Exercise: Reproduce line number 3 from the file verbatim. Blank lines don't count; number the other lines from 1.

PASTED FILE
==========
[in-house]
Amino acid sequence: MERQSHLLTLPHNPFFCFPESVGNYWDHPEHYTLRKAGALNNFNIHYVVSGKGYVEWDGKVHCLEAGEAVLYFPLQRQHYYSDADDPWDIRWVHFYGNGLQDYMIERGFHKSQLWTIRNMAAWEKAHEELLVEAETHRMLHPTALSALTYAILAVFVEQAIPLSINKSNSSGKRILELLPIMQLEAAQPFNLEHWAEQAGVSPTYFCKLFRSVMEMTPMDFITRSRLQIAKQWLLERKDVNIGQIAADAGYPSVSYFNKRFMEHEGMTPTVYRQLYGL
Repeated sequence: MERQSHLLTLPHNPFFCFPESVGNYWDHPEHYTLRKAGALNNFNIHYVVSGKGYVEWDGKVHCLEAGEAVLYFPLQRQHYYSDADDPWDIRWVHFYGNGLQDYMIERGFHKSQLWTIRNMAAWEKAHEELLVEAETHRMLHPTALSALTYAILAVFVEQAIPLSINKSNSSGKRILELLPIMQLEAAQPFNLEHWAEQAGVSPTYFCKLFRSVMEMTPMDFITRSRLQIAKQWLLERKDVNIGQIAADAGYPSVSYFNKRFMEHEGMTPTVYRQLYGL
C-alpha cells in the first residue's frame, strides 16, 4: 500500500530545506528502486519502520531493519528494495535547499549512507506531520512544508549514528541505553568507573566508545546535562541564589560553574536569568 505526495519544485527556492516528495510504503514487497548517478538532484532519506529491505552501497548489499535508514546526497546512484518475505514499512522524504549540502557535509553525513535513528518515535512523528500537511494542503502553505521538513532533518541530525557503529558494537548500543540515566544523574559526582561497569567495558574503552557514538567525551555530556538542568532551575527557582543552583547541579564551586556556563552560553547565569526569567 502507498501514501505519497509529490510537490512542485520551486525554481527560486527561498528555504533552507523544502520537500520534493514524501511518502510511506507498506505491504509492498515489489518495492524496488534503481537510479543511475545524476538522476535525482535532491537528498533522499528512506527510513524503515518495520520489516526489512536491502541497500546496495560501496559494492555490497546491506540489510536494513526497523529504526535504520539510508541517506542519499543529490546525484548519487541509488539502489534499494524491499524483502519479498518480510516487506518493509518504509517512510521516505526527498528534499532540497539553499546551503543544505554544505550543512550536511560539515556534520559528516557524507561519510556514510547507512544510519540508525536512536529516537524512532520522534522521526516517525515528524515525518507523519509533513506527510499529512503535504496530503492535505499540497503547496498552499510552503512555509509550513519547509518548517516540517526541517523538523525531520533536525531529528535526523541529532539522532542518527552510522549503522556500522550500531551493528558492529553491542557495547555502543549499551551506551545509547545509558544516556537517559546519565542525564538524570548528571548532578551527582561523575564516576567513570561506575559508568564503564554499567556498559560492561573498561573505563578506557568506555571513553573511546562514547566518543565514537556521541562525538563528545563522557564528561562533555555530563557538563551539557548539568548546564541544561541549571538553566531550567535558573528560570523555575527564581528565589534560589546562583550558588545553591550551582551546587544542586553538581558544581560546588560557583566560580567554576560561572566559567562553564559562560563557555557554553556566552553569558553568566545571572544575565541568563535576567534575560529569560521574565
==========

Repeated sequence: MERQSHLLTLPHNPFFCFPESVGNYWDHPEHYTLRKAGALNNFNIHYVVSGKGYVEWDGKVHCLEAGEAVLYFPLQRQHYYSDADDPWDIRWVHFYGNGLQDYMIERGFHKSQLWTIRNMAAWEKAHEELLVEAETHRMLHPTALSALTYAILAVFVEQAIPLSINKSNSSGKRILELLPIMQLEAAQPFNLEHWAEQAGVSPTYFCKLFRSVMEMTPMDFITRSRLQIAKQWLLERKDVNIGQIAADAGYPSVSYFNKRFMEHEGMTPTVYRQLYGL